- Page 1 Beko DEN59420DX AutoDose Dishwasher Review
- Page 2 Dishwasher performance Review
Beko’s DEN59420DX AutoDose is a sophisticated, cutting-edge dishwasher bristling with smart features, including a powerful app that lets you set and control the machine. The AutoDose feature is neat, automatically using the right amount of detergent to get your dishes clean. Yet, for all of its smarts, the cleaning performance isn't as good as we'd have expected, and the upper rack is cluttered and hard to load, which let it down.
- Good tough wash results with tablets
- Comprehensive HomeWhiz App
- Clever Steam Gloss drying
- Very low running costs
- Stylish looks
- Nicely quiet
- So-so wash daily results
- Awkward top rack loading
- App takes some navigating
- Alexa control is clunky
- Old fashioned cutlery basket
- Liquid detergent is scarce
- Review Price: £399.00
- 14 capacity setting
- A++ energy rating
- Touch-button programme control
- 9 programmes
- AutoDose system
- AquaIntense Cleaning
- HomeWhiz App
- 6 months free detergent
- Fast+ function
High-tech features, automatic dosing and a complex and comprehensive app make this stylish Beko a truly cutting-edge appliance. However, many of the basics are a little off the mark. The top rack is rather awkward to load, our long-term daily AutoDose wash results were below par, and the basic connectivity can be hit and miss.
Beko DEN59420DX AutoDose – What you need to know
- General dishwashing performance: Rather disappointing with longer-term testing showing teacup rings, remaining and crockery stains that didn’t shift. Some bowls had food stains remaining.
- Tough, heavy soil performance: The initial tough scrambled-egg test stain fared well, and greasy pans were cleaned with ease. Tough cleaning was better with tablet detergent than auto-dosing.
- Drying results: As typical with A++ energy-rated machines, drying was fair but not great. Even shallow mug bases pooled water that spilt when you unloaded the top basket.
- Running costs: No complaints here with very low A++ electricity running expenses and exceptionally thrifty water use.
Related: Best dishwasher
Sporting swanky looks, app control and automatic features, the Beko DEN59420DX AutoDose is a cutting-edge dishwasher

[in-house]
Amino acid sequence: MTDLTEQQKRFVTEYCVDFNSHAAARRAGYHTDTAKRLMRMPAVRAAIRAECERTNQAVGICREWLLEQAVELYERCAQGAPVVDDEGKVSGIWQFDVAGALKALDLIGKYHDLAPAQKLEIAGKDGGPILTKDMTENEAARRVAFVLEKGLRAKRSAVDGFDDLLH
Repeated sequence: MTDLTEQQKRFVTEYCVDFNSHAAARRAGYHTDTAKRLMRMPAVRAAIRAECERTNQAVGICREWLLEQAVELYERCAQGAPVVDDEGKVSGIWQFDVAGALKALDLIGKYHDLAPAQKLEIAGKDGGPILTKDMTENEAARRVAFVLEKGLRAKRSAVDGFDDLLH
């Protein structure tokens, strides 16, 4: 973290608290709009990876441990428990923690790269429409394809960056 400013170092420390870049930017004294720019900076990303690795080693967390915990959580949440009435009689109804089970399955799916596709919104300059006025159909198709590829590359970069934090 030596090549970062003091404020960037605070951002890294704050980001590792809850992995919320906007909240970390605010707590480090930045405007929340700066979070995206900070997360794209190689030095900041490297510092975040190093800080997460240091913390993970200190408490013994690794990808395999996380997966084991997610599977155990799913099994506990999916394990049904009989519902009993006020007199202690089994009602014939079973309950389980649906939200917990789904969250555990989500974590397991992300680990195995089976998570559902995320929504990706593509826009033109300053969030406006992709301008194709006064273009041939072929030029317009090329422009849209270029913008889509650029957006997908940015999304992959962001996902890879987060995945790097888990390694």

The freestanding Beko AutoDose instantly looks like a high-end machine despite its mid-market £400 asking price. It looks great with its brush stainless-steel finish and glossy black handle area that doubles as an exterior timer display. Open the door and you have equally glossy controls along the top edge, although the panel shows fingermarks with consummate ease.
The AutoDose is complete with nine programmes and five different functions: AquaIntense, Fast+, SteamGloss, Super Rinse and Half Load. Impressively, you can download more cycles via the HomeWhiz app, set up a wash wizard to pick a wash for your load and operate the machine remotely. Well, that’s the theory.
The app is a complex monster, and getting our account registered and the sample dishwasher connected and set up in the HomeWiz app was a faff of prize-winning proportion. Our perseverance definitely paid off, though.
The app is detailed, easy to use once you learn its ways, and extremely comprehensive. It also shows a raft of information, including detergent and rinse aid levels, and allows them to be automatically ordered from Amazon or Finish direct in advance of running out.
We did try integrating Alexa commands, but without a great deal of success. Your mileage may vary, as by the time you read this Beko may have updated the app. No question, HomeWiz is the most detailed dishwasher app we’ve tested to date, but it’s tricky to set up and lengthy to learn.
Thankfully, all the basic machine controls are replicated as touch buttons on the top of the door, so no app required.
The Beko DEN59420DX AutoDose Dishwasher has lots of space, but it’s cluttered inside
Capacity is quoted as 14 place settings over two basket racks, with a traditional cutlery basket that slots into the lower basket. That area feels spacious with two runs of fold-down plate tines allowing for larger pots and pans. Flip-out tray supports sit on the sides, but we struggled to find anything that their shape and location would actually help to hold in place.
The upper rack is busy with tines, angled racks and flip-down trays. Too busy in fact. The tangled wires on the base of the rack are too close together for large mugs or pint glasses, and the tines always seemed to be in the wrong place. In addition, the flat fold-down tray simply blocks anything that isn’t microscopically small from being placed beneath.